This is the first installment of a series called Press-side chats—a look into the process and materials behind lettering, design, and letterpress printing. I hope it will serve as a helpful resource for clients, other designers, and those just generally interested in the minutia of these paper processes.
To introduce the series, I’d like to begin by explaining a bit about the life cycle of a design in my studio. While I love creating custom designs for clients, I also delight to have a chance to collaborate with other talented designers and get their ideas onto paper by offering printing services. Because letterpress is unique from other methods of printing, the start to finish can be a bit nuanced.
Design Specifications and File Format
So, you’ve got a design, and you’re looking to have it letterpressed? Hooray, that’s great. I’m happy to help! In order to smooth out the process, I thought it might help to explain what happens on my end when you’ve hit ‘file --> save’ on your beautiful design.
After digital files are finalized, they are sent off to be made into polymer plates (this process can take about a week, but can be rushed for a fee). The gist is that polymer is a light-sensitive plastic material that gets exposed to light and translated to your design. The result is a plate that can physically be put into the press and used to create that gorgeous impression that characterizes letterpress.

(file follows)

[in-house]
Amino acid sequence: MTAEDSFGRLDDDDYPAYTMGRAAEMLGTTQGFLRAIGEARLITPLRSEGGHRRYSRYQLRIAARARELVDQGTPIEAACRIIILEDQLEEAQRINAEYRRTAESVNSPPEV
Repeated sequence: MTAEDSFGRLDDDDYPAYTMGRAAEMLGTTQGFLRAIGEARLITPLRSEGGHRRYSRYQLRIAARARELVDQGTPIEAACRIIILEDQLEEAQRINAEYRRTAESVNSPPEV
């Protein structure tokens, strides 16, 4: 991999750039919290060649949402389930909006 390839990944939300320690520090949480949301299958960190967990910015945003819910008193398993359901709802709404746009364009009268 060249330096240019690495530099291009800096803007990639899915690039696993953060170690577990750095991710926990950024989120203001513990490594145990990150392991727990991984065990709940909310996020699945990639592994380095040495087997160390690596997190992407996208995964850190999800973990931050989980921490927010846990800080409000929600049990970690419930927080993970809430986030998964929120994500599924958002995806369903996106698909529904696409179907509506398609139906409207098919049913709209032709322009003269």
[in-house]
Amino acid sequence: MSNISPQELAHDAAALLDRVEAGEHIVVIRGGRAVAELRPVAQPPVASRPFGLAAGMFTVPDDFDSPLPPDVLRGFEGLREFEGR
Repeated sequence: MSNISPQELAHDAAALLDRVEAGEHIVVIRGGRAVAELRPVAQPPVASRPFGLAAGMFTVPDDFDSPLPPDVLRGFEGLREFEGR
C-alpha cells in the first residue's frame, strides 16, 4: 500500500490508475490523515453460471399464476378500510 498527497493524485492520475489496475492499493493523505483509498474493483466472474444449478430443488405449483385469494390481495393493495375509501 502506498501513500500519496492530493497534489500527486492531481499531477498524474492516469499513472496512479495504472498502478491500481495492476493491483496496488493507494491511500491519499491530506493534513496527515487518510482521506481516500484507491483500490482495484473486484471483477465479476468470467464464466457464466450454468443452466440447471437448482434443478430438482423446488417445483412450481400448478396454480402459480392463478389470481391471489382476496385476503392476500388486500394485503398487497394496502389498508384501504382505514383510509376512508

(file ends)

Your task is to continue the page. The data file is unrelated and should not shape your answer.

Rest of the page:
The File Format
Because all designs have to go through the above step, Four Hats requires all out-of-house designs to meet certain specifications. Getting camera-ready files is immeasurably helpful!
Here’s what I need from designers:
- PDFs of finished designs
- Files saved to-size with crop marks
- If design contains more than one-color, the file should reflect layers, each with crop marks
- All fonts should be outlined
- Color settings should be set to 100% Black (K) with C,M, and Y set to 0%.
- Line thickness of .25 or more
- All art (non text) saved as grayscale, bitmap (50% threshold) and inserted into final doc as a tiff
- Pantone colors for each file (Sent in the same email as file)
Of course, if there are any issues, feel free to let me know by emailing firstname.lastname@example.org. Thanks so much for taking the time to learn a little about the back-end of what I do!